The documents and related graphics published on this server could include technical inaccuracies or typographical errors. Changes are periodically added to the information herein. Mondaq Ltd and/or its respective suppliers may make improvements and/or changes in the product(s) and/or the program(s) described herein at any time.

Registration

Mondaq Ltd requires you to register and provide information that personally identifies you, including what sort of information you are interested in, for three primary purposes:

  • To allow you to personalize the Mondaq websites you are visiting.
  • To enable features such as password reminder, newsletter alerts, email a colleague, and linking from Mondaq (and its affiliate sites) to your website.
  • To produce demographic feedback for our information providers who provide information free for your use.

Mondaq (and its affiliate sites) do not sell or provide your details to third parties other than information providers. The reason we provide our information providers with this information is so that they can measure the response their articles are receiving and provide you with information about their products and services.

If you do not want us to provide your name and email address you may opt out by clicking here .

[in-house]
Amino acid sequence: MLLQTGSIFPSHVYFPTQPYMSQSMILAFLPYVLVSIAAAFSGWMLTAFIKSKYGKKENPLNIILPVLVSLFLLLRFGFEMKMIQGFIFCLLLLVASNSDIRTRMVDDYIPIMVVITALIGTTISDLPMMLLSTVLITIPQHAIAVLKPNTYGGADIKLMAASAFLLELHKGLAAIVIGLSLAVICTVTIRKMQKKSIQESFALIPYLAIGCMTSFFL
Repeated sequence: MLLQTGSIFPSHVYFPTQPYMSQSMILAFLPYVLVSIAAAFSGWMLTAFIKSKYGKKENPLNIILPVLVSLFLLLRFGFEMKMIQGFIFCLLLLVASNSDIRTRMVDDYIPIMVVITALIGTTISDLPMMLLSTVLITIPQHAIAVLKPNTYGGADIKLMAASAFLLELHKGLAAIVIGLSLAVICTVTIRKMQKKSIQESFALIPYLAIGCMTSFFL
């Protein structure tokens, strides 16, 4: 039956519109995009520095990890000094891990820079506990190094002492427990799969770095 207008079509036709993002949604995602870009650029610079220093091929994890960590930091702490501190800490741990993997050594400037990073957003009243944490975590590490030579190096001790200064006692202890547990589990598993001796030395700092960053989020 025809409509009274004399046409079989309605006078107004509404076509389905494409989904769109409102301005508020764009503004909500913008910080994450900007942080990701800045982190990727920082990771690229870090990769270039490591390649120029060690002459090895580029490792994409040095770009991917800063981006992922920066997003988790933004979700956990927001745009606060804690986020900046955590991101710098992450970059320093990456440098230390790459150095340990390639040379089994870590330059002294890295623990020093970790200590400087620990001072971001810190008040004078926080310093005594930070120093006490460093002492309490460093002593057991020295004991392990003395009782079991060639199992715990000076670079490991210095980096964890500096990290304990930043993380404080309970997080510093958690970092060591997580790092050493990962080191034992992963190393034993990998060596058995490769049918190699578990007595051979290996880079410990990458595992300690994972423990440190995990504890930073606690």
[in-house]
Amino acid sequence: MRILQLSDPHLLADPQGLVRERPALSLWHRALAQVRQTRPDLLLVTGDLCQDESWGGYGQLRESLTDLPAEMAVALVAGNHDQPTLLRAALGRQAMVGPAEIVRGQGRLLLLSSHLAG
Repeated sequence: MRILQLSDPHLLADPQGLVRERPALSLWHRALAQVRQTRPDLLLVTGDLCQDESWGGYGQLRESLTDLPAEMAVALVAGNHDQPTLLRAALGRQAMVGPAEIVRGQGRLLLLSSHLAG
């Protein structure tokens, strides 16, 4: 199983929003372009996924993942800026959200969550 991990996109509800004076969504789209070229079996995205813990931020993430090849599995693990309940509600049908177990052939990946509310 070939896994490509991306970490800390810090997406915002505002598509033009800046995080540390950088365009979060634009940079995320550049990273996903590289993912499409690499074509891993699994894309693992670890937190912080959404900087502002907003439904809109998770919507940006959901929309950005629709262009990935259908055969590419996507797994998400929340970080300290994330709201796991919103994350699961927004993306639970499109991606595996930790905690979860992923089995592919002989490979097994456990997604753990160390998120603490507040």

If you do not wish to receive any future announcements of products and services offered by Mondaq by clicking here .

Information Collection and Use

We require site users to register with Mondaq (and its affiliate sites) to view the free information on the site. We also collect information from our users at several different points on the websites: this is so that we can customise the sites according to individual usage, provide 'session-aware' functionality, and ensure that content is acquired and developed appropriately. This gives us an overall picture of our user profiles, which in turn shows to our Editorial Contributors the type of person they are reaching by posting articles on Mondaq (and its affiliate sites) – meaning more free content for registered users.